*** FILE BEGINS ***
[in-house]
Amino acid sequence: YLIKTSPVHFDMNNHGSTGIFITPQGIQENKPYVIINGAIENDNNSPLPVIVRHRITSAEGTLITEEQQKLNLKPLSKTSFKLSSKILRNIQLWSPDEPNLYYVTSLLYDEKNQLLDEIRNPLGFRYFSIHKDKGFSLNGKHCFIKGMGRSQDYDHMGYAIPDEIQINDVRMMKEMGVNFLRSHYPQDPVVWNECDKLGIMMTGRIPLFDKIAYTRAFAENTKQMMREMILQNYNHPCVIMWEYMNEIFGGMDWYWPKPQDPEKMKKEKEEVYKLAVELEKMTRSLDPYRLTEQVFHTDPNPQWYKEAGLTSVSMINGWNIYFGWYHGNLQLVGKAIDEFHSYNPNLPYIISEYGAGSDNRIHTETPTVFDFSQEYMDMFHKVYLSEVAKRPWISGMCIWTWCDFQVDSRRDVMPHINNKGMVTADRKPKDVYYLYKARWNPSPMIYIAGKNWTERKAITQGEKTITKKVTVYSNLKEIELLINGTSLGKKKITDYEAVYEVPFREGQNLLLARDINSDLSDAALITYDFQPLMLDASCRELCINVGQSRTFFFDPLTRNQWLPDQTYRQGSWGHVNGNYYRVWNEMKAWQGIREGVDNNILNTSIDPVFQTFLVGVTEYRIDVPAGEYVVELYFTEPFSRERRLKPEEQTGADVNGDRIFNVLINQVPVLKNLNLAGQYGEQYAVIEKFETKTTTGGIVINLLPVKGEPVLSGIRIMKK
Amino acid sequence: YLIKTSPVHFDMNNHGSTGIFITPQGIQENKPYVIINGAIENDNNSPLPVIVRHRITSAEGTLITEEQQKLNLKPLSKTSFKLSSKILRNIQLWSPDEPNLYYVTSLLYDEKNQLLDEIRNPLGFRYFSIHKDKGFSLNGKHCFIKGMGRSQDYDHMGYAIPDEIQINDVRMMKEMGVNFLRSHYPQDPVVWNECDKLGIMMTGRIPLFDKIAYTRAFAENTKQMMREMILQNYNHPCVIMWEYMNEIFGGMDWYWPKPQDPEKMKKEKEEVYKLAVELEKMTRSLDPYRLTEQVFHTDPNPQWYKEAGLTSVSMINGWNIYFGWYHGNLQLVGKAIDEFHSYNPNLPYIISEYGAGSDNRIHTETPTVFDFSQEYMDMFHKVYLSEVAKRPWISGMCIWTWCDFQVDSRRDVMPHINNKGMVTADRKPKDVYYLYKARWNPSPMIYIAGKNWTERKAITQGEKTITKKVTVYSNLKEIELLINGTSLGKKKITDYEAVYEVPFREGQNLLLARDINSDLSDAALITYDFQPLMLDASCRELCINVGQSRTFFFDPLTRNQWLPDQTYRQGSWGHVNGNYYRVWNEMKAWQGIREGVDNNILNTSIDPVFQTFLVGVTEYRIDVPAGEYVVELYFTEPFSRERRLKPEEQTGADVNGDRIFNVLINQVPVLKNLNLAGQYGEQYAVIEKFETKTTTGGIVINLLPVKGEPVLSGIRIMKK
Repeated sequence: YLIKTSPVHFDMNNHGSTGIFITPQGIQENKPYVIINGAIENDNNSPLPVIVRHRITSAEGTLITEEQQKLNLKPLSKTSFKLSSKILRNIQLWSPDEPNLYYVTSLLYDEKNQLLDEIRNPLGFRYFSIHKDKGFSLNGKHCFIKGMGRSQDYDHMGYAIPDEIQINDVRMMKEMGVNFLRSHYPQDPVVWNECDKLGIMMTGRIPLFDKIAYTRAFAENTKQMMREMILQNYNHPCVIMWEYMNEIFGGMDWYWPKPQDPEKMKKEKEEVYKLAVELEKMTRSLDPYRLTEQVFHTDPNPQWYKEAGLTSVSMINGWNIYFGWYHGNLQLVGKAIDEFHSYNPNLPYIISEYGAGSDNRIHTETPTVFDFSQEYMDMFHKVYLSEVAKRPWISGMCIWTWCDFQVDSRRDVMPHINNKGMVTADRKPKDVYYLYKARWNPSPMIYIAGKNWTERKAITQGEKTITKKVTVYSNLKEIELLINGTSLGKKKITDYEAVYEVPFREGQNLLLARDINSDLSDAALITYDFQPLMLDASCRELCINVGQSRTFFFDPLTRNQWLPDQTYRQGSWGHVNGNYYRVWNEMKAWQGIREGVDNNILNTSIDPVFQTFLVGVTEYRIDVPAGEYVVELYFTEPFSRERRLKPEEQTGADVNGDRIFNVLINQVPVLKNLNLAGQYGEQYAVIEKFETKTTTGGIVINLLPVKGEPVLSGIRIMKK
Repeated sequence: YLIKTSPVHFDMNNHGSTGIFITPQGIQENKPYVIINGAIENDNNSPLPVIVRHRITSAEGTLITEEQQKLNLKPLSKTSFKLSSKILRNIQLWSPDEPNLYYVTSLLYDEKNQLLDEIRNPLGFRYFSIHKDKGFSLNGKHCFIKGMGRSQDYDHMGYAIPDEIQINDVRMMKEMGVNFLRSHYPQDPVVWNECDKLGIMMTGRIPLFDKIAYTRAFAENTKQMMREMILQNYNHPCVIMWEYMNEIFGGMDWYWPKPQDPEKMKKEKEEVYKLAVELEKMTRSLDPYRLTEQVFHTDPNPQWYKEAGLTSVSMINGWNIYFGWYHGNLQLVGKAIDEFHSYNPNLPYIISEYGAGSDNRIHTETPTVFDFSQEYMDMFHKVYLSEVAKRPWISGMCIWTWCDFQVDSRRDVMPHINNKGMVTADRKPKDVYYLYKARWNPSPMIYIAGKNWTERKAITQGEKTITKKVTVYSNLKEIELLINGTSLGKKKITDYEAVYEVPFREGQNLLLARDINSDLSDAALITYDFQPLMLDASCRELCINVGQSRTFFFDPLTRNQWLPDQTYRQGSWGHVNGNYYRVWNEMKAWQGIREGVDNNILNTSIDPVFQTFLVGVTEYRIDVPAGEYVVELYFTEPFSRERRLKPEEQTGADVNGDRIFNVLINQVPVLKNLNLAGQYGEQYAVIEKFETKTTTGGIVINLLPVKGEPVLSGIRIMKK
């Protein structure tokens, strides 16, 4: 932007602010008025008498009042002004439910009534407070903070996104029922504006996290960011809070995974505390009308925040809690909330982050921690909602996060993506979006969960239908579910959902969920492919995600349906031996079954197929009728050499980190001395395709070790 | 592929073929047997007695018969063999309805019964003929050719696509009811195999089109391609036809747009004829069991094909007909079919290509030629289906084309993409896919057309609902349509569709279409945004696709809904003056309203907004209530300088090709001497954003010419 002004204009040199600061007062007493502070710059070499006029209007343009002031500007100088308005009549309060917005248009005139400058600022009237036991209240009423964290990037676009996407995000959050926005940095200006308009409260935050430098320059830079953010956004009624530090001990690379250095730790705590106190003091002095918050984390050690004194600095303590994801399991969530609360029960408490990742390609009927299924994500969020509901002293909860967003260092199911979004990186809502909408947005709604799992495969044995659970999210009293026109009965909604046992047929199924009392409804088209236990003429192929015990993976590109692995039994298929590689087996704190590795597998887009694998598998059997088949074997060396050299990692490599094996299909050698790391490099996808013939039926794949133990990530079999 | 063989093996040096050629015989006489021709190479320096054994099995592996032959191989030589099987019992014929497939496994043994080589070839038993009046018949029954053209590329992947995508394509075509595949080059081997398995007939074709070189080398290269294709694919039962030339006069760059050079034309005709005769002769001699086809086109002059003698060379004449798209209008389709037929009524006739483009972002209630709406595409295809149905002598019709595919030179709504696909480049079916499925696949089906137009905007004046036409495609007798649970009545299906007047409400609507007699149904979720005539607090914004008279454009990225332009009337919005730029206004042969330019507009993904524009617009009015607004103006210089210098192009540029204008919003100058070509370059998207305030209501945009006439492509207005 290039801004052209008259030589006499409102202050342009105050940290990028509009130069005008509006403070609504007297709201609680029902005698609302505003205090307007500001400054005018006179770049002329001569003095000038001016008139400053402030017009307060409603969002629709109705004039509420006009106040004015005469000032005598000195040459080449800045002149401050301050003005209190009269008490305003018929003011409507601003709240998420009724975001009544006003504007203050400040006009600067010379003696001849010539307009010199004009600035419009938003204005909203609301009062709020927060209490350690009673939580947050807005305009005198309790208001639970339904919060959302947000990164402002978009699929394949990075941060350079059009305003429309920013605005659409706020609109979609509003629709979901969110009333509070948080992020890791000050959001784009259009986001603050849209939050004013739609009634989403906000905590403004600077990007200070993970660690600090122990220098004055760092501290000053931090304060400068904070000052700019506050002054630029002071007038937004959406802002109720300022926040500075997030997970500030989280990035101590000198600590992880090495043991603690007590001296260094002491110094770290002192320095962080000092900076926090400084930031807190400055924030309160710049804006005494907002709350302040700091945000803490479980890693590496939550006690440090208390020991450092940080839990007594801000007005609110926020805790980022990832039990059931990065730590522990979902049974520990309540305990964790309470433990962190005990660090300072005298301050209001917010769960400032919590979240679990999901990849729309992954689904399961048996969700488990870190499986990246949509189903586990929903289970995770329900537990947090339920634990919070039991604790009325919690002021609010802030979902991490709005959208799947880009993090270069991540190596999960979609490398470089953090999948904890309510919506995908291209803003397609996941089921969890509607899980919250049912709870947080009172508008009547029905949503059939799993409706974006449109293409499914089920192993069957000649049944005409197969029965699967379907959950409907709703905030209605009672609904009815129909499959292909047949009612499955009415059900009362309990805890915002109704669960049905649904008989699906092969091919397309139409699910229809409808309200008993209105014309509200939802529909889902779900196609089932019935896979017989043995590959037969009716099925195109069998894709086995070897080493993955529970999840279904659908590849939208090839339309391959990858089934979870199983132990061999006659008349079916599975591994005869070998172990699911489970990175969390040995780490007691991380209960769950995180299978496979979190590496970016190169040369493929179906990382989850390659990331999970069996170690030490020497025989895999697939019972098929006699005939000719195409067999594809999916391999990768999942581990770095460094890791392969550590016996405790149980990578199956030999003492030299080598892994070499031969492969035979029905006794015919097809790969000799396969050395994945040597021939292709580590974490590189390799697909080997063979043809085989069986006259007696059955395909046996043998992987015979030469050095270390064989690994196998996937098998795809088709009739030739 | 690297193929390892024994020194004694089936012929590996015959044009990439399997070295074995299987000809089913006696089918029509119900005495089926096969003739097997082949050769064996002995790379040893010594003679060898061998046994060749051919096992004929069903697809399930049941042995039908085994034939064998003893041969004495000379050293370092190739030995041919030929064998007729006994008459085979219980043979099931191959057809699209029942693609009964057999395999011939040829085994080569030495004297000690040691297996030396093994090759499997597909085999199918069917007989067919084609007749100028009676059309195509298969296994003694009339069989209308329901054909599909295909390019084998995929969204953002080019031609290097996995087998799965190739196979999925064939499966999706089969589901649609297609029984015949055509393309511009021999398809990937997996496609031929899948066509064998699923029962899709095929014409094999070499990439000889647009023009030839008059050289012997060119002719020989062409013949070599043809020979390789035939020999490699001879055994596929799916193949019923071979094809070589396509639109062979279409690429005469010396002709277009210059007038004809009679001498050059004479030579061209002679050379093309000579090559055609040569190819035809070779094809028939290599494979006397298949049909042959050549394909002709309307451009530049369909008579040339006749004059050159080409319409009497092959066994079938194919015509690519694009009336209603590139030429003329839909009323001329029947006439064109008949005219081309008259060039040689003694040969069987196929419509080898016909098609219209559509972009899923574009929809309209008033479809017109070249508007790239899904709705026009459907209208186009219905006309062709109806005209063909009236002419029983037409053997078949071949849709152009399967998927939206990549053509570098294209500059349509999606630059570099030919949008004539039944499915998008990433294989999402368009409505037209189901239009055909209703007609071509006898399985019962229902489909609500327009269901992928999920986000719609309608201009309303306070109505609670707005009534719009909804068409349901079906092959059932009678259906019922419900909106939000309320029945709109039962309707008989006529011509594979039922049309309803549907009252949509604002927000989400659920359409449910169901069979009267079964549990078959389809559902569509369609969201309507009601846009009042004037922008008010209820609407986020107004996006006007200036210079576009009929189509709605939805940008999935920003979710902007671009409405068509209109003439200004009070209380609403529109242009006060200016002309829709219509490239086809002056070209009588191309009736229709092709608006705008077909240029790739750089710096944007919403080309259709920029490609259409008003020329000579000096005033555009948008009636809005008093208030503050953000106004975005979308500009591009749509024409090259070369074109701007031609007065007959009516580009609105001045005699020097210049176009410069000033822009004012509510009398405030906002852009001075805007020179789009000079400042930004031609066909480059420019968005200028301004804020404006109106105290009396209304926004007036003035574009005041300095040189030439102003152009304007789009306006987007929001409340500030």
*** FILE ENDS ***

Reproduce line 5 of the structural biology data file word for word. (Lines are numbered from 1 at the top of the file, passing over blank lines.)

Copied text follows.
Repeated sequence: YLIKTSPVHFDMNNHGSTGIFITPQGIQENKPYVIINGAIENDNNSPLPVIVRHRITSAEGTLITEEQQKLNLKPLSKTSFKLSSKILRNIQLWSPDEPNLYYVTSLLYDEKNQLLDEIRNPLGFRYFSIHKDKGFSLNGKHCFIKGMGRSQDYDHMGYAIPDEIQINDVRMMKEMGVNFLRSHYPQDPVVWNECDKLGIMMTGRIPLFDKIAYTRAFAENTKQMMREMILQNYNHPCVIMWEYMNEIFGGMDWYWPKPQDPEKMKKEKEEVYKLAVELEKMTRSLDPYRLTEQVFHTDPNPQWYKEAGLTSVSMINGWNIYFGWYHGNLQLVGKAIDEFHSYNPNLPYIISEYGAGSDNRIHTETPTVFDFSQEYMDMFHKVYLSEVAKRPWISGMCIWTWCDFQVDSRRDVMPHINNKGMVTADRKPKDVYYLYKARWNPSPMIYIAGKNWTERKAITQGEKTITKKVTVYSNLKEIELLINGTSLGKKKITDYEAVYEVPFREGQNLLLARDINSDLSDAALITYDFQPLMLDASCRELCINVGQSRTFFFDPLTRNQWLPDQTYRQGSWGHVNGNYYRVWNEMKAWQGIREGVDNNILNTSIDPVFQTFLVGVTEYRIDVPAGEYVVELYFTEPFSRERRLKPEEQTGADVNGDRIFNVLINQVPVLKNLNLAGQYGEQYAVIEKFETKTTTGGIVINLLPVKGEPVLSGIRIMKK